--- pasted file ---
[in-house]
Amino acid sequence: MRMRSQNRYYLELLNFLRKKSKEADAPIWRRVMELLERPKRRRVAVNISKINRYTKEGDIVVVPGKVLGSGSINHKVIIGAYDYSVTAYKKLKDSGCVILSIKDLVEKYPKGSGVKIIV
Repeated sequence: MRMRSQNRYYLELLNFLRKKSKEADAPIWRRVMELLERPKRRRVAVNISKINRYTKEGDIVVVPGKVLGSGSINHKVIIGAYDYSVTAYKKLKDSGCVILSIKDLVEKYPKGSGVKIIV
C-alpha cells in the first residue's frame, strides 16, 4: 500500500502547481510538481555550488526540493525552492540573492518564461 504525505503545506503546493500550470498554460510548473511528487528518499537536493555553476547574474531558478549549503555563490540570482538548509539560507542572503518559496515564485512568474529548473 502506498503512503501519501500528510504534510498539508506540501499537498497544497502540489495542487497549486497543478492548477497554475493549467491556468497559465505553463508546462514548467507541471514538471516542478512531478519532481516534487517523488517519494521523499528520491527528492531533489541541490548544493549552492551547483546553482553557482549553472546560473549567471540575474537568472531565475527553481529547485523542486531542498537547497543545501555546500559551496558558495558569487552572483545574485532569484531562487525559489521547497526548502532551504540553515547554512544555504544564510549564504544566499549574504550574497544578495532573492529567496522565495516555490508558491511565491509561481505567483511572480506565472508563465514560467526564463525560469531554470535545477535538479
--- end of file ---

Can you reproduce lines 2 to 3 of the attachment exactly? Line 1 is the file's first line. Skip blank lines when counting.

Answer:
Amino acid sequence: MRMRSQNRYYLELLNFLRKKSKEADAPIWRRVMELLERPKRRRVAVNISKINRYTKEGDIVVVPGKVLGSGSINHKVIIGAYDYSVTAYKKLKDSGCVILSIKDLVEKYPKGSGVKIIV
Repeated sequence: MRMRSQNRYYLELLNFLRKKSKEADAPIWRRVMELLERPKRRRVAVNISKINRYTKEGDIVVVPGKVLGSGSINHKVIIGAYDYSVTAYKKLKDSGCVILSIKDLVEKYPKGSGVKIIV